Hurricane Claudette was the third named storm, second hurricane, and second major hurricane of the 1991 Atlantic hurricane season. Claudette was the final major hurricane of the season, as well as the strongest, reaching Category 4 status on the Saffir-Simpson Hurricane Scale while in the open Atlantic Ocean. Claudette developed on September 4 while located southeast of the island of Bermuda. Claudette became extratropical on September 12, and its remnants dissipated near the Azores on September 14, having never directly affected land, in spite of its intensity.
The storm caused no damage and no deaths.
|Formation||September 4, 1991|
|Dissipation||September 12, 1991|
|Highest winds||135 mph|
|Lowest pressure||946 mbar|
|Part of the||1991 Atlantic hurricane season|
Claudette developed from an upper-level trough with an associated area of scattered convection that was located several hundred miles east of the northeastern Florida coast on September 1. The system moved generally eastward and passed near Bermuda on September 2. A low-level circulation, which was apparently caused by the aforementioned upper trough, became quasi-stationary about 500 miles southeast of Bermuda on September 3 while the upper trough continued moving eastward, away from the low-level circulation. That same day, a cold front moved southward over the western Atlantic Ocean and approached the low-level circulation, but did not absorb it. Convection associated with the low-level center began to increase and organize by 0000 UTC September 4. As the aforementioned cold front was dissipating, convection continued to increase around the low, with two curved convective bands forming within the disturbance at around 1200 UTC September 4. The low continued to organize, and it is estimated that the low developed into Tropical Depression Six at around 1800 UTC September 4. By 1200 UTC September 5, the slow-moving depression strengthened into Tropical Storm Claudette. During this time, Claudette was moving slowly southwestward. Due to an upper-level anticyclone atop the cyclone, in addition to a digging trough to the east, the upper-level environment was quite favorable for intensification. Claudette became a hurricane shortly after 0600 UTC September 6. At this point, Claudette was moving westward, and began to undergo rapid intensification. Shortly after 1800 UTC September 6, when the first reconnaissance flight reached the hurricane, Claudette was found to have a minimum central pressure of 965 mb along with maximum sustained winds in excess of at least 115 mph -- this made Claudette a Category 3 hurricane on the Saffir-Simpson Hurricane Scale. Claudette attained its peak intensity of 135 mph near 1000 UTC September 7.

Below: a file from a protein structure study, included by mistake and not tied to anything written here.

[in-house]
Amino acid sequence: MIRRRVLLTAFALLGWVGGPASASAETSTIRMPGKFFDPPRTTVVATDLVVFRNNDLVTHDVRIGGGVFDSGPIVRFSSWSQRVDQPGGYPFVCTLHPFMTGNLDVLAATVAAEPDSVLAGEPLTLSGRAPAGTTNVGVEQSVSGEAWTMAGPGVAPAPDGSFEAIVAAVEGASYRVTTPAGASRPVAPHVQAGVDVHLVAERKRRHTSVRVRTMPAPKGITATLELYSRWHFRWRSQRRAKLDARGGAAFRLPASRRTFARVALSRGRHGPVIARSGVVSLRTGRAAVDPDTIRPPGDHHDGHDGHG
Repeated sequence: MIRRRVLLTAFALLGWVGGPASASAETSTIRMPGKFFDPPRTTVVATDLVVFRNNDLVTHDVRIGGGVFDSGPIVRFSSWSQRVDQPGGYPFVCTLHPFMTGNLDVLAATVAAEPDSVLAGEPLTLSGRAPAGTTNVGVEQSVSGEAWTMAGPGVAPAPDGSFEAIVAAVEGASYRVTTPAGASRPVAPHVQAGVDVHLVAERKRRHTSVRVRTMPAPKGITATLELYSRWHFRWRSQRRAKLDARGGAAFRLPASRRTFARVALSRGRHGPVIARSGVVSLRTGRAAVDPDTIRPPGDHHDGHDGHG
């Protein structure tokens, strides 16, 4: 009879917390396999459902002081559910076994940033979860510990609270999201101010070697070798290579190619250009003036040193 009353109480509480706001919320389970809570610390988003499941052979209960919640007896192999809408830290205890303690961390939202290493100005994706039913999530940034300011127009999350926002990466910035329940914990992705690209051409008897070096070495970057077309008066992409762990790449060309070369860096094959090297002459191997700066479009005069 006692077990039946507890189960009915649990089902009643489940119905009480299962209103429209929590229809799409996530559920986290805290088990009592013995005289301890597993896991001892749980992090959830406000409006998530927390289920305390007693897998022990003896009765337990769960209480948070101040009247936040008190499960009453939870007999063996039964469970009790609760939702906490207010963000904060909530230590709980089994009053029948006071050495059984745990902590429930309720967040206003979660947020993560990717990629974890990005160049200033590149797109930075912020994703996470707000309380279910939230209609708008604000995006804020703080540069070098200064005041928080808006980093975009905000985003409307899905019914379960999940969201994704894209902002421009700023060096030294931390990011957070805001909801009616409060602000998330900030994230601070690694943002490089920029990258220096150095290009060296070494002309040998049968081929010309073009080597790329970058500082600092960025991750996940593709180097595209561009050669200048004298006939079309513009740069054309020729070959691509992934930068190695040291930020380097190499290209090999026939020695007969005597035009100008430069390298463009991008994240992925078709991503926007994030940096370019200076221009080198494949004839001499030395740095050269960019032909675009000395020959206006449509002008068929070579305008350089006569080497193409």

The hurricane began to weaken after 1600 UTC September 7, albeit gradually. Claudette turned northwest, and then northward by 1200 UTC September 8. During this time, a mid-level trough was moving eastward off the East Coast of the United States. As a result of the approaching trough, Claudette began to move off to the northeast with an increase in forward speed by 0600 UTC September 9. On the evening of September 8, the hurricane passed about 110 miles east-southeast of Bermuda, which was its closest approach to that island, as well as any land areas. Later on September 9, the hurricane turned to the east-northeast. The following night, Claudette began to move east-southeastward, weakening to a tropical storm as it did so. This unusual east-southeast motion was likely in part due to Tropical Storm Erika, which was located a few hundred miles east-southeast of Claudette at that time. Claudette continued to gradually spin down as it accelerated eastward, and by 1800 UTC September 11, the cyclone weakened to a tropical depression. Claudette then decelerated, but made the transition into an extratropical cyclone while located a few hundred miles west-southwest of the Azores on September 12. Claudette's extratropical remnants moved in the general direction of the Azores, and dissipated near the islands at around 1800 UTC September 14.
Lack of Retirement
Due to the lack of any land effects from the storm, the name Claudette was not retired during the Spring of 1992 by the World Meteorological Organization. It is currently on the list of names to be used for the 2009 season.